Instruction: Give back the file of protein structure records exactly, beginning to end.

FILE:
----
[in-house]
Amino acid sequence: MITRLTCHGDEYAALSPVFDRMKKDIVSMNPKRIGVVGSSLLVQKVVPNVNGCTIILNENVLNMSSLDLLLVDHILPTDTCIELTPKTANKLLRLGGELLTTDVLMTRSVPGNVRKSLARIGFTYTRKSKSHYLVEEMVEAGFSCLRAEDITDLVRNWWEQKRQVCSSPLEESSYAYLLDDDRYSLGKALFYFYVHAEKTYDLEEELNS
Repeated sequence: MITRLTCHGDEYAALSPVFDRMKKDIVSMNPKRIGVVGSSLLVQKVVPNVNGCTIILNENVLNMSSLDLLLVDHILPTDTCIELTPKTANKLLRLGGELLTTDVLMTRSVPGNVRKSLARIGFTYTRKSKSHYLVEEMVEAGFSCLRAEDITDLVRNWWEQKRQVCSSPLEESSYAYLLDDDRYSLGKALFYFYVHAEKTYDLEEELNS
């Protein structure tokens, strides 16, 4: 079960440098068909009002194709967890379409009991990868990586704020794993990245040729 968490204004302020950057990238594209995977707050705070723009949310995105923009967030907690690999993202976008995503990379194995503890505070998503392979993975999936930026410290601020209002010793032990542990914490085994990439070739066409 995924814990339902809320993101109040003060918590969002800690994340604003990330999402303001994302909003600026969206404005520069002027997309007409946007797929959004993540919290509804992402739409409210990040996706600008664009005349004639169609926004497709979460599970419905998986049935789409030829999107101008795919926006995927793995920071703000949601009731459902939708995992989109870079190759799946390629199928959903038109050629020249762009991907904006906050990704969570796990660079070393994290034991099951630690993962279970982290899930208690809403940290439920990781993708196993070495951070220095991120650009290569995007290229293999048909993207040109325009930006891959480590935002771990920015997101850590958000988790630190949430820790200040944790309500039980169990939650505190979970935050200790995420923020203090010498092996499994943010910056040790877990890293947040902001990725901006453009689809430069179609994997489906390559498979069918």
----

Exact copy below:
[in-house]
Amino acid sequence: MITRLTCHGDEYAALSPVFDRMKKDIVSMNPKRIGVVGSSLLVQKVVPNVNGCTIILNENVLNMSSLDLLLVDHILPTDTCIELTPKTANKLLRLGGELLTTDVLMTRSVPGNVRKSLARIGFTYTRKSKSHYLVEEMVEAGFSCLRAEDITDLVRNWWEQKRQVCSSPLEESSYAYLLDDDRYSLGKALFYFYVHAEKTYDLEEELNS
Repeated sequence: MITRLTCHGDEYAALSPVFDRMKKDIVSMNPKRIGVVGSSLLVQKVVPNVNGCTIILNENVLNMSSLDLLLVDHILPTDTCIELTPKTANKLLRLGGELLTTDVLMTRSVPGNVRKSLARIGFTYTRKSKSHYLVEEMVEAGFSCLRAEDITDLVRNWWEQKRQVCSSPLEESSYAYLLDDDRYSLGKALFYFYVHAEKTYDLEEELNS
């Protein structure tokens, strides 16, 4: 079960440098068909009002194709967890379409009991990868990586704020794993990245040729 968490204004302020950057990238594209995977707050705070723009949310995105923009967030907690690999993202976008995503990379194995503890505070998503392979993975999936930026410290601020209002010793032990542990914490085994990439070739066409 995924814990339902809320993101109040003060918590969002800690994340604003990330999402303001994302909003600026969206404005520069002027997309007409946007797929959004993540919290509804992402739409409210990040996706600008664009005349004639169609926004497709979460599970419905998986049935789409030829999107101008795919926006995927793995920071703000949601009731459902939708995992989109870079190759799946390629199928959903038109050629020249762009991907904006906050990704969570796990660079070393994290034991099951630690993962279970982290899930208690809403940290439920990781993708196993070495951070220095991120650009290569995007290229293999048909993207040109325009930006891959480590935002771990920015997101850590958000988790630190949430820790200040944790309500039980169990939650505190979970935050200790995420923020203090010498092996499994943010910056040790877990890293947040902001990725901006453009689809430069179609994997489906390559498979069918």